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Chimpanzees Develop 'handshake-like' Gestures Depending On Their Social Group: Study

The study published in the journal Royal Society Biology Letters has revealed that chimpanzees have developed handshake-like gesture.

Chimpanzees

IMAGE: Unsplash


A new study has revealed that chimpanzees have developed handshake-like gestures depending on their social group. The study that was conducted for 12 years showed that chimpanzees adhere to arbitrary group-specific handclasp preferences within-group that cannot be explained by genetics or the ecological environment. The study has been published in the journal Royal Society Biology Letters on May 26. Chimpanzees had group-specific grooming style preferences in which a substantial number of individuals replaced original group members owing to births, deaths and translocations.

Chimpanzees learn handshake-like gesture

The gesture, known as the grooming handclasp, involves each of the participants simultaneously extending an arm and the other clasping at the other's wrist or hand or both clasping each other's hand, according to the study. All chimpanzees showed and maintained the within-group homogeneity and between-group heterogeneity that are so characteristic of the cultural phenomenon in the human species. According to the study, the researchers found that female chimps were far more likely than males to grasp palms, while male chimpanzees were likely to grasp wrists.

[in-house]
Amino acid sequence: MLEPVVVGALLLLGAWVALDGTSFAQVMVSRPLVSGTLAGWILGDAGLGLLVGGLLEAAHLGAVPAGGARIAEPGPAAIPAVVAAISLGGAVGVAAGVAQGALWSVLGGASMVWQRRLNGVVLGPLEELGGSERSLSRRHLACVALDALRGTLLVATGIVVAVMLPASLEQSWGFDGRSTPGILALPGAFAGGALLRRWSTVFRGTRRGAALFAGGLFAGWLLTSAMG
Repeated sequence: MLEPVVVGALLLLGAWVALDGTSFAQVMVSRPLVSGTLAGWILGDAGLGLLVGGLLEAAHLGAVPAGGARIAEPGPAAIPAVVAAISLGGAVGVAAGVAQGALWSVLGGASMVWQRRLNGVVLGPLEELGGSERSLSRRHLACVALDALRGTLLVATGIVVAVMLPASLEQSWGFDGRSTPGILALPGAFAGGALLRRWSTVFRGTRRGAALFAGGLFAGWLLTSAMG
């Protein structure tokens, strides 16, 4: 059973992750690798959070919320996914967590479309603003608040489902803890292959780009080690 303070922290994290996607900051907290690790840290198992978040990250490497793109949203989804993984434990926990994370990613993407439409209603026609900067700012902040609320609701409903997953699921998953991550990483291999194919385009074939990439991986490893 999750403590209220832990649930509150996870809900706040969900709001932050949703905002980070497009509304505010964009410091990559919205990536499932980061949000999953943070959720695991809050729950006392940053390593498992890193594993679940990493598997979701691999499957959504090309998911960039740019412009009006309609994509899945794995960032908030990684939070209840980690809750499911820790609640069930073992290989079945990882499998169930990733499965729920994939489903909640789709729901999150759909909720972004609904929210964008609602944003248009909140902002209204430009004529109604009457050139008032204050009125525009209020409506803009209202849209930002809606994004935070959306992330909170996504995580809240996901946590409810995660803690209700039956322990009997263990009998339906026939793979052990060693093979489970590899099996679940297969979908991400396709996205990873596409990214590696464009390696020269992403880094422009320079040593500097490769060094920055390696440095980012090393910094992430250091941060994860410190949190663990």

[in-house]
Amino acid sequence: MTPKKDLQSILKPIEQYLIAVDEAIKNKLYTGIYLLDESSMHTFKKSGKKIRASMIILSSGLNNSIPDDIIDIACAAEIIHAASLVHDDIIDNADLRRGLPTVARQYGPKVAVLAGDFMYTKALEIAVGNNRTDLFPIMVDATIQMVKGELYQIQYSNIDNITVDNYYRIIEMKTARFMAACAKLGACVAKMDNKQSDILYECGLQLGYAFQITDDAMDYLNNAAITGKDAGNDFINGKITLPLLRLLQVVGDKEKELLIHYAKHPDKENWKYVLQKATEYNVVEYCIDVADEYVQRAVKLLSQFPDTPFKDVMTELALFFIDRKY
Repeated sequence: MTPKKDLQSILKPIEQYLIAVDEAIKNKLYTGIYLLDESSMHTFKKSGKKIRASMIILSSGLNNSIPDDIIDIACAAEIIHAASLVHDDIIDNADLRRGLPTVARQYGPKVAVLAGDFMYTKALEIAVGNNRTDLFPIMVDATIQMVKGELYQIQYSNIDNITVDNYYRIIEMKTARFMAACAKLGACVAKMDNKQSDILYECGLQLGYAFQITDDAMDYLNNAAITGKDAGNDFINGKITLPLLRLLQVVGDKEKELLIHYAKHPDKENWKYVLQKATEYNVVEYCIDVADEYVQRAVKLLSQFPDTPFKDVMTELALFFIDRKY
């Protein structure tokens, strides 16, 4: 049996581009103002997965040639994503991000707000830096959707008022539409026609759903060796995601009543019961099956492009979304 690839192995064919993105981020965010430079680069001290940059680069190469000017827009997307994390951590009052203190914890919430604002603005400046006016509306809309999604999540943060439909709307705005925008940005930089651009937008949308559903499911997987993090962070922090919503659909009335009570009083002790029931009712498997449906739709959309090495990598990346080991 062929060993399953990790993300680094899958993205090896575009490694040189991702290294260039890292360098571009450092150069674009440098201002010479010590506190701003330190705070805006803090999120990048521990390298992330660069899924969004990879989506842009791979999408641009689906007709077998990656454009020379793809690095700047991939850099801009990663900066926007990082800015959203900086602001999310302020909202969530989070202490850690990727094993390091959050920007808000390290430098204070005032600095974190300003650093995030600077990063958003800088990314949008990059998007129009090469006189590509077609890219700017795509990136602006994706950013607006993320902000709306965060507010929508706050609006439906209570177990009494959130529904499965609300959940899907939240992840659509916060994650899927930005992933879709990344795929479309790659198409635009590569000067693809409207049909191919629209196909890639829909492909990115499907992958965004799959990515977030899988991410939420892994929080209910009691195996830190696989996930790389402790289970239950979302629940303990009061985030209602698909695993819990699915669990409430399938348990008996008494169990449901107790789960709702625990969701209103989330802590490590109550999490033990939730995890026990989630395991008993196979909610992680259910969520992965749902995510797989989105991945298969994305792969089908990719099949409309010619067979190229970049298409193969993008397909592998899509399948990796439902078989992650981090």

The study was conducted on 71 chimpanzees who lived in large forested enclosures consisting of miombo vegetation closely resembling chimpanzees' natural habitat. Chimpanzees at Chimfunshi engage in fission-fusion dynamics, encounter large and dangerous animals in their enclosure, and sleep outside. Chimpanzees had group-specific grooming style preferences across a 12-year study period in which a substantial number of individuals replaced original group members owing to births, deaths and translocations. The stability of cultural variants indicates that social culture in chimpanzees is robust. Animals can develop and maintain cultural preferences in the domain of arbitrary, non-fitness-related phenomena, much like the human species. These findings of the study indicate that human culture, including its arbitrary social conventions and long-term stability, is rooted in the evolution of humankind.

IMAGE: Unsplash

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